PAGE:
Author(s): Angelo Verzoni. Published on January 2, 2018.

Power Problem

As issues continue for products using lithium-ion batteries, research into safer alternatives picks up speed


Lithium-ion batteries once again made safety headlines as a new round of hoverboard recalls struck the market this holiday season.

In November, the United States Consumer Product Safety Commission (CPSC) announced recalls for about 14,000 of the two-wheeled, self-balancing motorized scooters. Several brands were affected, but all share the same problem: a lithium-ion battery that can overheat and catch fire or explode.

The recalled hoverboards join a growing list of products containing the potentially dangerous batteries—a list that includes earlier iterations of hoverboards, but also smaller products like cell phones. In 2016, nearly 2 million Samsung Galaxy smartphones were recalled after reports of fires and explosions related to failures of the handheld devices’ batteries. The CPSC notes, however, that these failures can be more dangerous when they involve larger batteries found in larger products like the hoverboards. In March 2017, for instance, two young girls died in a house fire in Pennsylvania sparked by a recharging hoverboard.

In recent years, the recalls and media reports have triggered a flood of research into how lithium-ion batteries could be improved or replaced to reduce the danger to consumers and others.

A study published in the journal Nature Energy in November touts “fire-extinguishing organic electrolytes” as one possible solution to lithium-ion battery woes. Conducted by researchers at the University of Tokyo, the study reports the use of an electrolyte made with trimethyl phosphate, a flame-retardant chemical, in a lithium-ion battery, which traditionally contains a carbon-based, flammable electrolyte. Similar efforts have in the past yielded new batteries that didn’t perform as well as traditional ones, but the Tokyo researchers say their battery offers performance “comparable or superior to that of [ones containing] conventional flammable carbonate electrolytes.” This is because the trimethyl phosphate–containing electrolyte has an “unusual passivation character,” or ability to prevent corrosion, the study says.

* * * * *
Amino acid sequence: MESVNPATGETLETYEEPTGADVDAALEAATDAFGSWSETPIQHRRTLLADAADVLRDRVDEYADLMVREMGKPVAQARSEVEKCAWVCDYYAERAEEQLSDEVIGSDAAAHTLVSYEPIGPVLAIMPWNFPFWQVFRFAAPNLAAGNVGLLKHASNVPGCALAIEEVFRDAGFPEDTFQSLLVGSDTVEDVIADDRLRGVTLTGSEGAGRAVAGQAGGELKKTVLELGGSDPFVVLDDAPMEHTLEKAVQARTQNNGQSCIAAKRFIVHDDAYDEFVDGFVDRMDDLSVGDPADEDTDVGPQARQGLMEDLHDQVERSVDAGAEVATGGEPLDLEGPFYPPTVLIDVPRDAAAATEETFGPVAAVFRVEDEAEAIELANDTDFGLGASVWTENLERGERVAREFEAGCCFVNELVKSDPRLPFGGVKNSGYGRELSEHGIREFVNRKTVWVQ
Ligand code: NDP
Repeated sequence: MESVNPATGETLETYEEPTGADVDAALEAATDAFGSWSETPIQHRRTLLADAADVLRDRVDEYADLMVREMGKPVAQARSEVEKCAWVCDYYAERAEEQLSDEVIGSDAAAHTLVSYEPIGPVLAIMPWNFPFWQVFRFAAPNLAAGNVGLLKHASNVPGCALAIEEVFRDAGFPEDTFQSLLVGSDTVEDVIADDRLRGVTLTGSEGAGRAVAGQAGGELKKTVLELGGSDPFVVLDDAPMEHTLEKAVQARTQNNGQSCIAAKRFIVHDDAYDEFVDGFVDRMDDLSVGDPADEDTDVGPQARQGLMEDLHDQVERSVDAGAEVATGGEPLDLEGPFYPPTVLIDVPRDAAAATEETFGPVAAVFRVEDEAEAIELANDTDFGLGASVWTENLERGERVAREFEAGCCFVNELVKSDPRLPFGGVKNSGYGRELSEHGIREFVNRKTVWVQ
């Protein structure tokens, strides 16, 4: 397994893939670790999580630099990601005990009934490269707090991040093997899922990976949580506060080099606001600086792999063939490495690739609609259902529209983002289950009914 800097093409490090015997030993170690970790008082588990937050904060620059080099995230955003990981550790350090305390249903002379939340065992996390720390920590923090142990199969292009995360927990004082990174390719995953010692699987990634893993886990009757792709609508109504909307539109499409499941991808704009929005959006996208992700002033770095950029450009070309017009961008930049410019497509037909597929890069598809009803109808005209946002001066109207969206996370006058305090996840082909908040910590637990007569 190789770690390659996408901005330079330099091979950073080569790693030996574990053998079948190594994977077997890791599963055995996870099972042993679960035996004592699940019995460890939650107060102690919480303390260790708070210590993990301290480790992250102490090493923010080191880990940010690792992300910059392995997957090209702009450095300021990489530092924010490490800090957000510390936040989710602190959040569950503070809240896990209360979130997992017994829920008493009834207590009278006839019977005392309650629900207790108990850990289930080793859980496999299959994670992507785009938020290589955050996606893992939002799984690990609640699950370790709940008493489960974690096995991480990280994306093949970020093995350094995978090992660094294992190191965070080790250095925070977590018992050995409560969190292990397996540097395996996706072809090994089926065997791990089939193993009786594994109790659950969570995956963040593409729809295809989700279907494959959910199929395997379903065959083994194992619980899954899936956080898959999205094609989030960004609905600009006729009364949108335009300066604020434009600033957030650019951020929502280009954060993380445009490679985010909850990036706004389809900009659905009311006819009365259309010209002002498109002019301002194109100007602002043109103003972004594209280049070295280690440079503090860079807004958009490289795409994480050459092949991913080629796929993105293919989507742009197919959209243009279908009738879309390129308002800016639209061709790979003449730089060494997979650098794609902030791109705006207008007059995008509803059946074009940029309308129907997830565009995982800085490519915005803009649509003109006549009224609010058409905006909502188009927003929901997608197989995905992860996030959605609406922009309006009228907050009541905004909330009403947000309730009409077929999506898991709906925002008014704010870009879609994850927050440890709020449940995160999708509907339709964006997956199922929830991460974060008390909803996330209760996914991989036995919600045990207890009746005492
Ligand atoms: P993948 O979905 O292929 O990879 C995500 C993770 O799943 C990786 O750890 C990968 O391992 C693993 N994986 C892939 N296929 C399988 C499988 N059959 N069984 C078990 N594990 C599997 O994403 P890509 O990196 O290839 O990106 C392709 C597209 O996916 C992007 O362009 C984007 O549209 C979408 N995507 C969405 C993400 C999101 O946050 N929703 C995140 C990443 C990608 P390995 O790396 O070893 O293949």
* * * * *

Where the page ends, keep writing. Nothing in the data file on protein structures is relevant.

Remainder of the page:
It’s promising research, and it comes on the tails of similarly optimistic studies. In April, for example, United States Navy researchers developed a zinc-ion battery with a non-flammable electrolyte with performance comparable to batteries that use lithium.

Fire Protection Research Foundation (FPRF) work has focused on the applications and fire hazards of current lithium-ion batteries rather than battery chemistry, said Casey Grant, director of the foundation. “The emergency response and fire protection communities must be ready to address new and different hazards, and to do so they need to be aware of the hazards associated with lithium-ion batteries most commonly being used today,” Grant said. Past FPRF reports have, for example, focused on the effectiveness of sprinkler systems to extinguish fires in lithium-ion battery storage facilities.

NFPA has also taken steps to educate the public about lithium-ion battery safety. NFPA has released safety tip sheets on lithium-ion batteries, and even hoverboards specifically, which can indicate possible warning signs including strange smells or a tendency to overheat. NFPA’s webpage on energy storage systems, includes resources on lithium-ion battery safety, such as tip sheets, research reports, and recent NFPA Journal articles.

ANGELO VERZONI is staff writer for NFPA Journal. Top Photograph: AP/Wide World